- Think about what the illustrations will show. Do you really need to say that your character is sitting by a stream? (Don't be afraid to use an illustration note if you need to, but only use them if absolutely necessary!)
- Can you say with one word (better) something that you've said in two... or three... or four?
- Contractions! Going though your manuscript and changing they are to they're and I am to I'm, etc., can cut quite a few words. Of course, you don't have to contract everything contractable. Use your judgement on what sounds best in your story. Remember to watch for it is. It's it's not its!
- Check your descriptions. Can they be tightened?
- Are there sentences that can be combined?
- Can words that end in -ed be changed to -ing, omitting the pronoun?
- Don't be afraid to go even further. Can you rid the story of any scenes, characters or dialogue? If it isn't moving the story forward get rid of it!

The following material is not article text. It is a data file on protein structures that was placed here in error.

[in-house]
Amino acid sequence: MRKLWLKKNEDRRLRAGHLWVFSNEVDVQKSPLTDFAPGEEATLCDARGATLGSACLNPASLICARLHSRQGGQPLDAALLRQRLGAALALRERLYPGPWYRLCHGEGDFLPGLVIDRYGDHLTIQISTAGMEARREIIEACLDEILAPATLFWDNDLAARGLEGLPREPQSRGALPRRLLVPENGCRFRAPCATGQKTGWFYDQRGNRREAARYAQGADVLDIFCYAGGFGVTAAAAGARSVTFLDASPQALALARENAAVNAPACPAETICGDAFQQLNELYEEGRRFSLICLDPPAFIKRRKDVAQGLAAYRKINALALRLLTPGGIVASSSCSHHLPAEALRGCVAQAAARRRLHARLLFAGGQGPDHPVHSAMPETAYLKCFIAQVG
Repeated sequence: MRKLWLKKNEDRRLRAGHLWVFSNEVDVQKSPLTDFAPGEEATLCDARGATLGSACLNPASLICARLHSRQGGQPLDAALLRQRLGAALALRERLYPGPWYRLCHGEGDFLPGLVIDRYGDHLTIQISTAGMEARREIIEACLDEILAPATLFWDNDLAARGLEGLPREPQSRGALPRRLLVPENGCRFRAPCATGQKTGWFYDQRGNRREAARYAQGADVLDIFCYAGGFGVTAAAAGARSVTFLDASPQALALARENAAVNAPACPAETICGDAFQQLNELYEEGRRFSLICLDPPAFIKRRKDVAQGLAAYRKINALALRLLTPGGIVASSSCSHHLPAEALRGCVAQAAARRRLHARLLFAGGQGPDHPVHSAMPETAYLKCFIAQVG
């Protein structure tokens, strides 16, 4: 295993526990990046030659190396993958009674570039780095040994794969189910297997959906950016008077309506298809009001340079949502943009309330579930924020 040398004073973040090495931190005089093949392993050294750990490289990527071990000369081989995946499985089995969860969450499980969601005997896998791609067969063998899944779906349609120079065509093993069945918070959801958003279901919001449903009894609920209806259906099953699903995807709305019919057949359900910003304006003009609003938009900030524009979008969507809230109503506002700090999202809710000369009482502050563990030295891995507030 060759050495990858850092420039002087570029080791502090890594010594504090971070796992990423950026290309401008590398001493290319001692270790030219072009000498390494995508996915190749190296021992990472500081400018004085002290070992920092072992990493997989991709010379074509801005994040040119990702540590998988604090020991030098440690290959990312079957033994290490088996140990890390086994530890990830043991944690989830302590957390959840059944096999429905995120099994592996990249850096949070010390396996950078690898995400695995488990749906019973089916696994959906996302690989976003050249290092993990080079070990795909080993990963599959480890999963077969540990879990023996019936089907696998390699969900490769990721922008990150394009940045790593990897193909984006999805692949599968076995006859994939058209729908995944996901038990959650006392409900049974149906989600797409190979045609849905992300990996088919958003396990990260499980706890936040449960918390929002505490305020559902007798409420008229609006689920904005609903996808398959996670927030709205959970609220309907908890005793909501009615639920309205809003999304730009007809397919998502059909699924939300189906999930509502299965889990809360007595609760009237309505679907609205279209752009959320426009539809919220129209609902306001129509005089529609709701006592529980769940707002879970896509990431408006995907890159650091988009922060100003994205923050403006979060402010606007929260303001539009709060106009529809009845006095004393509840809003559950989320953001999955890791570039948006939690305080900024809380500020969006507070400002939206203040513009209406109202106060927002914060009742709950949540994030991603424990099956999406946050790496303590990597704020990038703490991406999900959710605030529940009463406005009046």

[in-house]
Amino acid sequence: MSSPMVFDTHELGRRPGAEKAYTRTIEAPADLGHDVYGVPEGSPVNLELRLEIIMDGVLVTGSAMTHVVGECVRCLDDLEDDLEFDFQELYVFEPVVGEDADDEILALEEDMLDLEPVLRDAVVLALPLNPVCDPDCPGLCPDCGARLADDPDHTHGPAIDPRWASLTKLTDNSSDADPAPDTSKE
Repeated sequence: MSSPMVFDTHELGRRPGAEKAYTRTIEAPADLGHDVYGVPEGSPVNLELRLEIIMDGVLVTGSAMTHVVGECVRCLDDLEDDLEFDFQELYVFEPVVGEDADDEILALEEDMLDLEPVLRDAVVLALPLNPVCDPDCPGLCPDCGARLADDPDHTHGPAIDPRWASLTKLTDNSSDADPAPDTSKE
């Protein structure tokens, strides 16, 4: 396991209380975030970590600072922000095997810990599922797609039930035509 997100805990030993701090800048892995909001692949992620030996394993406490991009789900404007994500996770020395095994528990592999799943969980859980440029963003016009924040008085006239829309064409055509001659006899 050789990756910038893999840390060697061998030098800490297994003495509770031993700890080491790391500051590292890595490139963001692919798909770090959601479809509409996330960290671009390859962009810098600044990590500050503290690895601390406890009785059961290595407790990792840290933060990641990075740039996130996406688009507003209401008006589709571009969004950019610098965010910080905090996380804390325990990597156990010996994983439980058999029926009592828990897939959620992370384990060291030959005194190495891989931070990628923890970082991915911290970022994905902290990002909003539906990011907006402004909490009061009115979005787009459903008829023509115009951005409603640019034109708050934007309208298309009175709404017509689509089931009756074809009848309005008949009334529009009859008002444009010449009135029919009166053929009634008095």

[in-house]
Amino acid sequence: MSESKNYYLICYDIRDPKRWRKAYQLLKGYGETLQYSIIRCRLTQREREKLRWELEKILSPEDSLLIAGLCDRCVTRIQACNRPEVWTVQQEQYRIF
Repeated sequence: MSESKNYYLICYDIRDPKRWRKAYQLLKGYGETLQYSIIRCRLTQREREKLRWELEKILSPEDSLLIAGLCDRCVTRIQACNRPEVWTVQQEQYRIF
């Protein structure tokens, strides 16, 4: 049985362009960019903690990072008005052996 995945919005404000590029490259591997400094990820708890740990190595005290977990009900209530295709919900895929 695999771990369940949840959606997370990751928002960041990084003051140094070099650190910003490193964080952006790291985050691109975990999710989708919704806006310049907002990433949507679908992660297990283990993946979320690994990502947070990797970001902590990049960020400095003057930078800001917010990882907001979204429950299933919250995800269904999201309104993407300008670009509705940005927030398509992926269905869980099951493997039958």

- Try Twitter. It's really great for helping make one aware of cuttable words. When you're trying to fit a thought into so few characters you can really see what needs to go!
Here are some common word offenders to be on the lookout for:
And of course: adjectives and adverbs!
My biggest offender? The horrible! The horrifying! Just. Oh how that word seems to make it into every single one of my manuscripts.
What are your biggest offenders? I'll add them to the list!
Of course, it can be hard to see what can be changed in our own work after we've looked at it for so long. If you've done your best to cut and still have a manuscript that's too long, ask a critique partner to look at it with an eye towards cutting!